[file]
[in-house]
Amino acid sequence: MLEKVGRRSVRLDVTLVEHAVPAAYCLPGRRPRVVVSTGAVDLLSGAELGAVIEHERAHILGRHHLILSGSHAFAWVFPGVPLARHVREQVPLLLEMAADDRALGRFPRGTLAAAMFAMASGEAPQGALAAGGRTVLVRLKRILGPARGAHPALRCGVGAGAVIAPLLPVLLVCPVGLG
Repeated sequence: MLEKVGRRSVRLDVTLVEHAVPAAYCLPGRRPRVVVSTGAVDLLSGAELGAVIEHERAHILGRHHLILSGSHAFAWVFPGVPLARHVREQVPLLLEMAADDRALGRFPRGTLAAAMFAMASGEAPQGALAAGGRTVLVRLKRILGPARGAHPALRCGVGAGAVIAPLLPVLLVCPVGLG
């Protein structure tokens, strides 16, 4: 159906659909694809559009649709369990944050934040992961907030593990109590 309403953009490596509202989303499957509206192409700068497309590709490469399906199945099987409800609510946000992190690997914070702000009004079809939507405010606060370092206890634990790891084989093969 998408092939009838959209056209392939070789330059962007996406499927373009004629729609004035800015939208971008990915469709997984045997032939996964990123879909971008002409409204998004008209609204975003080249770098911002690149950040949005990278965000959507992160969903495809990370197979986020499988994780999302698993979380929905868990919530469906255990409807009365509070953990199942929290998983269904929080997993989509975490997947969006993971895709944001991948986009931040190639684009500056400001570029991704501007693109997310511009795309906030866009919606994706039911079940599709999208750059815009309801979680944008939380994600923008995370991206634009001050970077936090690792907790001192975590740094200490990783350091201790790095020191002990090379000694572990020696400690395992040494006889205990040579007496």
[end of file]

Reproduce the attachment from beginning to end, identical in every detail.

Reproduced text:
[in-house]
Amino acid sequence: MLEKVGRRSVRLDVTLVEHAVPAAYCLPGRRPRVVVSTGAVDLLSGAELGAVIEHERAHILGRHHLILSGSHAFAWVFPGVPLARHVREQVPLLLEMAADDRALGRFPRGTLAAAMFAMASGEAPQGALAAGGRTVLVRLKRILGPARGAHPALRCGVGAGAVIAPLLPVLLVCPVGLG
Repeated sequence: MLEKVGRRSVRLDVTLVEHAVPAAYCLPGRRPRVVVSTGAVDLLSGAELGAVIEHERAHILGRHHLILSGSHAFAWVFPGVPLARHVREQVPLLLEMAADDRALGRFPRGTLAAAMFAMASGEAPQGALAAGGRTVLVRLKRILGPARGAHPALRCGVGAGAVIAPLLPVLLVCPVGLG
């Protein structure tokens, strides 16, 4: 159906659909694809559009649709369990944050934040992961907030593990109590 309403953009490596509202989303499957509206192409700068497309590709490469399906199945099987409800609510946000992190690997914070702000009004079809939507405010606060370092206890634990790891084989093969 998408092939009838959209056209392939070789330059962007996406499927373009004629729609004035800015939208971008990915469709997984045997032939996964990123879909971008002409409204998004008209609204975003080249770098911002690149950040949005990278965000959507992160969903495809990370197979986020499988994780999302698993979380929905868990919530469906255990409807009365509070953990199942929290998983269904929080997993989509975490997947969006993971895709944001991948986009931040190639684009500056400001570029991704501007693109997310511009795309906030866009919606994706039911079940599709999208750059815009309801979680944008939380994600923008995370991206634009001050970077936090690792907790001192975590740094200490990783350091201790790095020191002990090379000694572990020696400690395992040494006889205990040579007496």